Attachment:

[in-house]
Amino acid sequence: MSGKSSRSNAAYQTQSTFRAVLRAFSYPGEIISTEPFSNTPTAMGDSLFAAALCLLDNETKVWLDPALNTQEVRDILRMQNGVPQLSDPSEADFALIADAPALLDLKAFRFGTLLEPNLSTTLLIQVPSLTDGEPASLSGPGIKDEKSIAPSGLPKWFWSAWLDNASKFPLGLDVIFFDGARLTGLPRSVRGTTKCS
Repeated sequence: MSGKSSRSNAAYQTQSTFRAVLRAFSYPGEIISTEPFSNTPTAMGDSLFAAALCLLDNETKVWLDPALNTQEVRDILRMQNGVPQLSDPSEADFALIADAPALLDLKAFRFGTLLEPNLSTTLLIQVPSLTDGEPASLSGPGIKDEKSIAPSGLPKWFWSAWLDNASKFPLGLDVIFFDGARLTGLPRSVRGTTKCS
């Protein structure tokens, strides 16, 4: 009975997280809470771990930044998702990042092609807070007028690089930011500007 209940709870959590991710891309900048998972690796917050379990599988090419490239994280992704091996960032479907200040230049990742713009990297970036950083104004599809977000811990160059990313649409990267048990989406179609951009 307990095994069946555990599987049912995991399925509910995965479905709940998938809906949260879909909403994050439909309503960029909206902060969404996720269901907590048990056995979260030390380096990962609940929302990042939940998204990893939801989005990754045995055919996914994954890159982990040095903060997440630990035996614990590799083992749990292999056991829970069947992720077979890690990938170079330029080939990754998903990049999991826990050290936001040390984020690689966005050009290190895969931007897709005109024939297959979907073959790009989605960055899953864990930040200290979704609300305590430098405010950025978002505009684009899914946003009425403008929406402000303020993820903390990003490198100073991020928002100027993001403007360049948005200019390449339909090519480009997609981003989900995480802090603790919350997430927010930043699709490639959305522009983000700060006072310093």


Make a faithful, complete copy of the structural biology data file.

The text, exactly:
[in-house]
Amino acid sequence: MSGKSSRSNAAYQTQSTFRAVLRAFSYPGEIISTEPFSNTPTAMGDSLFAAALCLLDNETKVWLDPALNTQEVRDILRMQNGVPQLSDPSEADFALIADAPALLDLKAFRFGTLLEPNLSTTLLIQVPSLTDGEPASLSGPGIKDEKSIAPSGLPKWFWSAWLDNASKFPLGLDVIFFDGARLTGLPRSVRGTTKCS
Repeated sequence: MSGKSSRSNAAYQTQSTFRAVLRAFSYPGEIISTEPFSNTPTAMGDSLFAAALCLLDNETKVWLDPALNTQEVRDILRMQNGVPQLSDPSEADFALIADAPALLDLKAFRFGTLLEPNLSTTLLIQVPSLTDGEPASLSGPGIKDEKSIAPSGLPKWFWSAWLDNASKFPLGLDVIFFDGARLTGLPRSVRGTTKCS
């Protein structure tokens, strides 16, 4: 009975997280809470771990930044998702990042092609807070007028690089930011500007 209940709870959590991710891309900048998972690796917050379990599988090419490239994280992704091996960032479907200040230049990742713009990297970036950083104004599809977000811990160059990313649409990267048990989406179609951009 307990095994069946555990599987049912995991399925509910995965479905709940998938809906949260879909909403994050439909309503960029909206902060969404996720269901907590048990056995979260030390380096990962609940929302990042939940998204990893939801989005990754045995055919996914994954890159982990040095903060997440630990035996614990590799083992749990292999056991829970069947992720077979890690990938170079330029080939990754998903990049999991826990050290936001040390984020690689966005050009290190895969931007897709005109024939297959979907073959790009989605960055899953864990930040200290979704609300305590430098405010950025978002505009684009899914946003009425403008929406402000303020993820903390990003490198100073991020928002100027993001403007360049948005200019390449339909090519480009997609981003989900995480802090603790919350997430927010930043699709490639959305522009983000700060006072310093």